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Early Warning Signs of Alzheimer’s Disease

Moments of forgetfulness can plague all ages.  If these brief lapses come with a scare over your mental health, you are not alone.  The harsh reality of Alzheimer Disease is enough to make anyone concerned about their risk.   Given 1 in 10 people aged 65 or older have the disease, according to the 2017 Facts and Figures Report from the Alzheimer’s Association, it is likely we have all experienced the impact of Alzheimer’s first-hand with a family member or friend.

While we have all been impacted, we should not allow ourselves to assume dementia is a foregone conclusion as we age.  We are allowed to forget a name or misplace our keys from time to time without fearing the worst. 

We should also avoid dismissing frequent mental lapses as “Senioritis” as well. 

As we get older, our likelihood of suffering from Alzheimer’s increases – from 3 percent at ages 65 to 74, all the way to 32 percent for ages 85 and older.  A cure has not been discovered, but did you know identifying warning signs early can limit the impact on yourself and those you love? 

If you are concerned your forgetfulness might be more significant, compare how the following early warning signs might align with your daily experiences:

Daily “Speed Bumps”

Alzheimer’s often presents itself to us in our short-term memory first, forcing us to forget information we might have just learned.  Did you run in the store briefly and struggle to remember where you parked?  Do friends and family show frustration because you have asked the same question repeatedly?  These actions are tied to our short-term memory, and could be one of the earliest signs of a problem.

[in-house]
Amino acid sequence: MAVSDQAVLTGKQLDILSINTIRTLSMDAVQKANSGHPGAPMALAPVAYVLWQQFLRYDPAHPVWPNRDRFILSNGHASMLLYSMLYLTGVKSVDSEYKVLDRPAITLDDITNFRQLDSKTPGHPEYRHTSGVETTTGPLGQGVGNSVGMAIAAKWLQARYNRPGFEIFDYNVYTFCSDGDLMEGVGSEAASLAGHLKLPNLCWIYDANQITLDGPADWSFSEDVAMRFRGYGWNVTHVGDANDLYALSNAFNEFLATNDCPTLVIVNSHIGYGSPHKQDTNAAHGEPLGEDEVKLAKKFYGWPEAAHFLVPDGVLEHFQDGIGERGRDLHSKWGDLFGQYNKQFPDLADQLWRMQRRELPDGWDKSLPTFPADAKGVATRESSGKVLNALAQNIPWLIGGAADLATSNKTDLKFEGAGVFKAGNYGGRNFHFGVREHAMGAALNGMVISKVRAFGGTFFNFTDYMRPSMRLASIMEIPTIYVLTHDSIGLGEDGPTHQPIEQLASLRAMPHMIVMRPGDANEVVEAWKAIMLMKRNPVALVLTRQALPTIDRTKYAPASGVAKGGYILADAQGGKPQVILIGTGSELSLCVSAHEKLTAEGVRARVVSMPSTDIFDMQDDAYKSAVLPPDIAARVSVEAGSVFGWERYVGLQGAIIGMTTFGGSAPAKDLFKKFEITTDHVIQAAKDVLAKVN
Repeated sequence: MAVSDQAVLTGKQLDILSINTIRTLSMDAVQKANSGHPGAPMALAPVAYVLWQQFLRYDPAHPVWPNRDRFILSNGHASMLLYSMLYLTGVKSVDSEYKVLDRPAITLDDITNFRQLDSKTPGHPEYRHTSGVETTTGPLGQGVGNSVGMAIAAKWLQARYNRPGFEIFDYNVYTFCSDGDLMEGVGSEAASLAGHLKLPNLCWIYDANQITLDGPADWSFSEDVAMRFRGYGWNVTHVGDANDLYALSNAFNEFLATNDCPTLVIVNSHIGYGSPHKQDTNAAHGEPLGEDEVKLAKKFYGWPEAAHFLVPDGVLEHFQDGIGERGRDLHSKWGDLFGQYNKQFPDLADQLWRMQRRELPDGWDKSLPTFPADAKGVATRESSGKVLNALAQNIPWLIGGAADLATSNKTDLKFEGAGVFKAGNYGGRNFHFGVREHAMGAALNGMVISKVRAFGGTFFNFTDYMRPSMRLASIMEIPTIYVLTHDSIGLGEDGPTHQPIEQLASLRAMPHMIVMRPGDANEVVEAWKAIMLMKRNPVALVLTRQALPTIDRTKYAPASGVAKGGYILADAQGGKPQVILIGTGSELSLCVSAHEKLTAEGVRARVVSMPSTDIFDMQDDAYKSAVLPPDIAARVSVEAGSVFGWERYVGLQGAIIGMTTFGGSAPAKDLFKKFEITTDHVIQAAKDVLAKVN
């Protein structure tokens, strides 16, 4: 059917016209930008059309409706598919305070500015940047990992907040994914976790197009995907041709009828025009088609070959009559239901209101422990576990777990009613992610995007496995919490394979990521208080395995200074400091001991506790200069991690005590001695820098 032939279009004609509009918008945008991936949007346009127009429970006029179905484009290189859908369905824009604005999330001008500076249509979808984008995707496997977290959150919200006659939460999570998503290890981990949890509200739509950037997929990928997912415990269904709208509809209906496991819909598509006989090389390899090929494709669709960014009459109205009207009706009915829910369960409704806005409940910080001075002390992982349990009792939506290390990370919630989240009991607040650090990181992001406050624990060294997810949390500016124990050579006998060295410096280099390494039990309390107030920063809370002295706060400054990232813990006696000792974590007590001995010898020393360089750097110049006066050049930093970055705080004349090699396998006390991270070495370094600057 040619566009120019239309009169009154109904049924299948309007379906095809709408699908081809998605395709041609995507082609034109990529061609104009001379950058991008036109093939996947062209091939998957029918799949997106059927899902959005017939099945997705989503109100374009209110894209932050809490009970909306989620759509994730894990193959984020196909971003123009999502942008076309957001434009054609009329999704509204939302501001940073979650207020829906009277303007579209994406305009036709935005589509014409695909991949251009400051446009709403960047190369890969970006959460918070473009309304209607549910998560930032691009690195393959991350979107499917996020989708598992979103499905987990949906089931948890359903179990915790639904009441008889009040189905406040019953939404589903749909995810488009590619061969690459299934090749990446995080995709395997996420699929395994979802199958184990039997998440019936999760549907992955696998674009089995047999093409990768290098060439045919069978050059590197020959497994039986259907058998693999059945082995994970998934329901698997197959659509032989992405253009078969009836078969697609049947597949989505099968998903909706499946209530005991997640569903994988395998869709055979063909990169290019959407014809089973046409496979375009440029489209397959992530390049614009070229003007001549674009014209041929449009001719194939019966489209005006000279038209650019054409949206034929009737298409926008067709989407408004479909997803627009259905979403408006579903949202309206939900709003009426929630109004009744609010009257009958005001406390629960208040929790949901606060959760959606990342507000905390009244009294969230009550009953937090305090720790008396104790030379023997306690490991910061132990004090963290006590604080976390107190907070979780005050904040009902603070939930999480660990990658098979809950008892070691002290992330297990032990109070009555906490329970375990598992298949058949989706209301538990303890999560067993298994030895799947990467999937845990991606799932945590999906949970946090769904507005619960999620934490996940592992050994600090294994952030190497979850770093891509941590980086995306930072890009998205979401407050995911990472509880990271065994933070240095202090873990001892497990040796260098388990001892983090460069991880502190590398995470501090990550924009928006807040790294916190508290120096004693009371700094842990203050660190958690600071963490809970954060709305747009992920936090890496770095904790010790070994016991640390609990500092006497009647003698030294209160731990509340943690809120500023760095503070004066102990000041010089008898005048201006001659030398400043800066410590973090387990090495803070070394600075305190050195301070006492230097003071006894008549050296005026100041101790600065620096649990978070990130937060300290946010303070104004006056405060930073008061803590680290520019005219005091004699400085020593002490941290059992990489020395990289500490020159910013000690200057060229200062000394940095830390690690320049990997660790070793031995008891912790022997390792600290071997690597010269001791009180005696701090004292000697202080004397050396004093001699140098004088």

Confusion Over Time and Place

Keeping track of the date or our location can become a challenge for those of us who are battling Alzheimer’s.  If you find yourself getting lost frequently, or struggle to remember how you got to where you are, it could be the tricks Alzheimer’s plays on our ability to remember locations.  We might also become confused by things that are not happening right now, as our ability to differentiate the past from the present is hindered.

Trouble Understanding Visuals

Our vision will naturally start to decline as we get older, but did you know that vision changes can also be a symptom of Alzheimer’s? While the disease does not change our ability to see clearly, it will impact our ability to understand what we are seeing.  You might have a difficult time determining the distance of objects in front of you.  Objects could start to blend together despite being completely different colors.

Difficulty with Familiar Tasks

Alzheimer’s can disrupt our ability to complete the same tasks that we have been performing for our entire lives.  These tasks often include multiple steps and, regardless of how simple each might be, can become challenging for those with Alzheimer’s to complete together.  You might struggle to play your favorite card game, or pay the bills.  We might start these activities, but frequently find ourselves abandoning the task unfinished.

Inability to Solve Problems

Math can momentarily stump even the best of us, but for those who are dealing with Alzheimer’s, math and other forms of problem solving become increasingly complex.  We solve problems daily, some so insignificant that we barely realize it.  Shifting items in our hand to open a door is a simple form of problem solving, but quite complex with Alzheimer’s.  The disease might impact our ability to follow cooking instructions or manage time to keep our daily schedule.

It takes courage to admit that our memory problems might be the start of something more.  We allow pride to get in the way of taking action and speaking with our doctor immediately.  However, if we are forced to face the reality of Alzheimer’s, taking action early can be the key to staying active and independent longer into life. 

Ignoring the warning signs could be robbing us of quality time with friends and family, impacting those we love the most.  If you are concerned, don’t wait. Speak with your doctor today.

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